This area of research has garnered much attention over the years and now there is strong evidence to support limiting the time spent sitting.   Stathokostas and Dogra’s research showed that middle aged and older adults who were the least sedentary (< 2 hours/day) were 43% more likely to age successfully compared to those who were sedentary for 4 or more hours per day.

Reference: Shilpa Dogra and Liza Stathokostas, “Sedentary Behavior and Physical Activity Are Independent Predictors of Successful Aging in Middle-Aged and Older Adults,” Journal of Aging Research, vol. 2012, Article ID 190654, 8 pages, 2012. doi:10.1155/2012/190654

All and all, the various workshops and presentations provided a wealth of information to fitness professionals like me.  I am looking forward to next year’s Research to Action conference!

Another Canadian University that regularly contributes to research in the field of physical activity and aging is the University of British Columbia in Vancouver.  A study, published in May in the on-line journal PLoS ONE looked at 86 women aged 70 to 80 who had some form of mild cognitive impairment.  For six months, researchers studied the participants, who were grouped into various types of  exercise regimens from weight training classes, outdoor walking classes, and balance and tone classes.  The purpose of the study was to see if the participants would make fewer trips to the doctor and require fewer diagnostic and other health-related services.   Specifically, the researchers were interested in which types of exercise classes were most effective in lowering health-care usage.

At the end of the 6-month study, the researchers concluded that those in the resistance training and aerobic training groups had significantly improved cognitive function and  incurred lower health-care usage costs than those who participated in balance and toning classes.

Reference: Davis J.C., et al. (2013) An Economic Evaluation of Resistance Training and Aerobic Training versus Balance and Toning Exercises in Older Adults with Mild Cognitive Impairment. PLoS ONE 8(5): e63031. doi:10.1371/journal.pone.0063031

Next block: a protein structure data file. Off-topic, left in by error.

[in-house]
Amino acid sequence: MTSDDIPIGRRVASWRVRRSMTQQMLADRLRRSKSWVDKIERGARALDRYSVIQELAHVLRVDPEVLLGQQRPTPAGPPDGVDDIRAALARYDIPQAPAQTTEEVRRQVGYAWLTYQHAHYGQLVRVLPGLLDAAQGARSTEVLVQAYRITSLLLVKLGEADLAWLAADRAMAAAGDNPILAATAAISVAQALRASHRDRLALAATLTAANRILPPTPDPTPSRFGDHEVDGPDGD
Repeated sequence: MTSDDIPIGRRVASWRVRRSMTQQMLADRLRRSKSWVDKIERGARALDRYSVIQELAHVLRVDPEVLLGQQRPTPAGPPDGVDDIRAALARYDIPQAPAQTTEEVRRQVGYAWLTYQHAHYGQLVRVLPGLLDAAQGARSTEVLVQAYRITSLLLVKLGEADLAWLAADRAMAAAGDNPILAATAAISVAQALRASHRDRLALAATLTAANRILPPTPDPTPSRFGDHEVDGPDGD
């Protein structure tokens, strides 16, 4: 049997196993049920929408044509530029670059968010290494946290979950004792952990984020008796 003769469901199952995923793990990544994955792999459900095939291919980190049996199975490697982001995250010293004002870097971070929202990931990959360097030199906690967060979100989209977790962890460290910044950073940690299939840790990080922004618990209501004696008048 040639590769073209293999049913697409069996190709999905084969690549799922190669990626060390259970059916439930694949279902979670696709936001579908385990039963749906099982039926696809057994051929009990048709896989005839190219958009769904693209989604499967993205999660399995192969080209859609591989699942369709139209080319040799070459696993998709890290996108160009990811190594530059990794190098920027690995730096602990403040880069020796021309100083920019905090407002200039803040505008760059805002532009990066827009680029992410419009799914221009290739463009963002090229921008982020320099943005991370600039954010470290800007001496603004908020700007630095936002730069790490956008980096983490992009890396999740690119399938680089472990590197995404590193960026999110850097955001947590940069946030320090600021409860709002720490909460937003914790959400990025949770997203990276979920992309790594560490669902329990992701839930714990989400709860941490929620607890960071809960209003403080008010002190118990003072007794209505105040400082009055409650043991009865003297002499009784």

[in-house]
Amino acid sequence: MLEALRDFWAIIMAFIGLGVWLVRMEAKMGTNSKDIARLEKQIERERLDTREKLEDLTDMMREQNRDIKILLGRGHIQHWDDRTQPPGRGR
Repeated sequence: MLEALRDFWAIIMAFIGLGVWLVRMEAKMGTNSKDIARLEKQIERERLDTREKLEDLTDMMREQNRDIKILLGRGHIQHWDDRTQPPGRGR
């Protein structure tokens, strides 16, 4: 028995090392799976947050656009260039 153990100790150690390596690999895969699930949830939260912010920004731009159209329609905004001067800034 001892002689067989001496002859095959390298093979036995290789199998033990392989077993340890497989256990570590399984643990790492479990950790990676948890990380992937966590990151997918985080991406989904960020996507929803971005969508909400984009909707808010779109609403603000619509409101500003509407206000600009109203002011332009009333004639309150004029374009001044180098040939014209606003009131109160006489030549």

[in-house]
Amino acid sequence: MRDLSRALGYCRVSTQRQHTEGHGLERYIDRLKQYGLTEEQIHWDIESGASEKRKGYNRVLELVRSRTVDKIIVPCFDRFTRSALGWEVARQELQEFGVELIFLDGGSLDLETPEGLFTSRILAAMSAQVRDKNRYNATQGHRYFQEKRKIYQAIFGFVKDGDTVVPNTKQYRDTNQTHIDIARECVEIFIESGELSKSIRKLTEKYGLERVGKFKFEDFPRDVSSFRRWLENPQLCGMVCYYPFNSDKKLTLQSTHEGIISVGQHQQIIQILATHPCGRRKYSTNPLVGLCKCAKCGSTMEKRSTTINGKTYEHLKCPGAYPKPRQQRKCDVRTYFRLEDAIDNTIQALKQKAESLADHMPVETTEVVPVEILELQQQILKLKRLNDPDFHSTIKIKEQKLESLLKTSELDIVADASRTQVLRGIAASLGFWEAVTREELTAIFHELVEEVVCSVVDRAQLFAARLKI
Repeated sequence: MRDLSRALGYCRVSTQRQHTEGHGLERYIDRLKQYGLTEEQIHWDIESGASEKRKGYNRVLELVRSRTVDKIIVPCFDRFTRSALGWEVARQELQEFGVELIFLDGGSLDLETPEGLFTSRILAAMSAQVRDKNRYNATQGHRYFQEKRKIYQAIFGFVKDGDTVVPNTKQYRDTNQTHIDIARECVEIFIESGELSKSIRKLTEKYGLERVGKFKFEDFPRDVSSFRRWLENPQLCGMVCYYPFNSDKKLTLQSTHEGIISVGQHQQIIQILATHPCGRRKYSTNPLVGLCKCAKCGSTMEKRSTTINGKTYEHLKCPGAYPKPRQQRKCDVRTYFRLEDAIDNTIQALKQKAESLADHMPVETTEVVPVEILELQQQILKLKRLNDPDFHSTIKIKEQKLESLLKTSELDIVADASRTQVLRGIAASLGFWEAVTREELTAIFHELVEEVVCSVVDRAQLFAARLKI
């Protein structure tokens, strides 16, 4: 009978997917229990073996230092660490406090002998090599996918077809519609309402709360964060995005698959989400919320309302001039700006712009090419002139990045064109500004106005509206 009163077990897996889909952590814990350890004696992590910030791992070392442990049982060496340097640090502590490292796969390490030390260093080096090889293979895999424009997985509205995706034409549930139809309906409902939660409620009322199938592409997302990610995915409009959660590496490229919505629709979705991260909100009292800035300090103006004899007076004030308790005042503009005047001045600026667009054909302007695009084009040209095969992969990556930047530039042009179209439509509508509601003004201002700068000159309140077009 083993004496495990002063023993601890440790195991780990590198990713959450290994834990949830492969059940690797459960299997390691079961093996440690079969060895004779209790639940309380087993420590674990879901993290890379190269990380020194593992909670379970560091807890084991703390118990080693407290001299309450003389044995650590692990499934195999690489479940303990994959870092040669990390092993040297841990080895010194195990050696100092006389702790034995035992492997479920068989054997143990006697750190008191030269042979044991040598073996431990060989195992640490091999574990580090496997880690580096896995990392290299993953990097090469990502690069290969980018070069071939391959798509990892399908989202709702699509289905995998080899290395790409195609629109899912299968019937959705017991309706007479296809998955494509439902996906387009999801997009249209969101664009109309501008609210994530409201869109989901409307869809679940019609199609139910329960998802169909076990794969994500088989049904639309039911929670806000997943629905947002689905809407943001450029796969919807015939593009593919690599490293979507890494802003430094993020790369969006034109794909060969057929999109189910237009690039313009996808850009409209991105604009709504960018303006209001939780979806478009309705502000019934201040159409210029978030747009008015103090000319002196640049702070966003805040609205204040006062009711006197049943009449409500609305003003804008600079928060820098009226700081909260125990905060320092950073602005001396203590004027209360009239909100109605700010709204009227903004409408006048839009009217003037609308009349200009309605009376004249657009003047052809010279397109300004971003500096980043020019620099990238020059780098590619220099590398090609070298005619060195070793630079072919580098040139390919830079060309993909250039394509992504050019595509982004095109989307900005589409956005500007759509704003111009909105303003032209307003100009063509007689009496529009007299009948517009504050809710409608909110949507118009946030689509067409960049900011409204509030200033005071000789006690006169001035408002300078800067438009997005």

Findings out of the Canadian Cardiovascular Congress 2012

The annual Canadian Cardiovascular Congress took place between October 26 and 31 in Toronto this year.  The Toronto Star covered the conference and a number of interesting findings appeared in press releases this past week.

Especially worth a read are how three prominent cardiologists keep their own hearts healthy.

What are the main things they do? It should come as no surprise when they say they…eat a healthy diet and exercise!

Some other interesting findings that were presented at the conference were the positive effects that  exercise had on cognitive function.

And one that I’m sure will garner debate on the pros and cons of the flu vaccine–how getting the flu shot may be good for your heart. 

More on Falls

Last Wednesday The Lancet medical journal reported on the findings of  researchers who studied instances of falls in elderly people residing in 2 BC long-term care (LTC) facilities.  Videos were captured of 130 residents who had fallen to determine the circumstances around the fall.   Of the 227 falls captured on video, 41% were the result of improper weight shifting.  The rest of the falls were attributed to stumbling or tripping (21%), bumping into objects, losing support, and collapsing all tied at  11%, and 3% were a result of slipping.   Surprisingly, more falls were a result of weight transference than what was assumed.  Weight tranference is when the centre of mass is taken outside the base of support.  When we are standing still, our centre of mass is directly over our base of support.  When there is a disturbence in which the centre of mass oves moves outside the base of support, balance is challenged and if balance is lost, a fall can occur.  The researches concluded that by knowing better the circumstances around falls, balance and falls prevention programs can become more targeted and effective.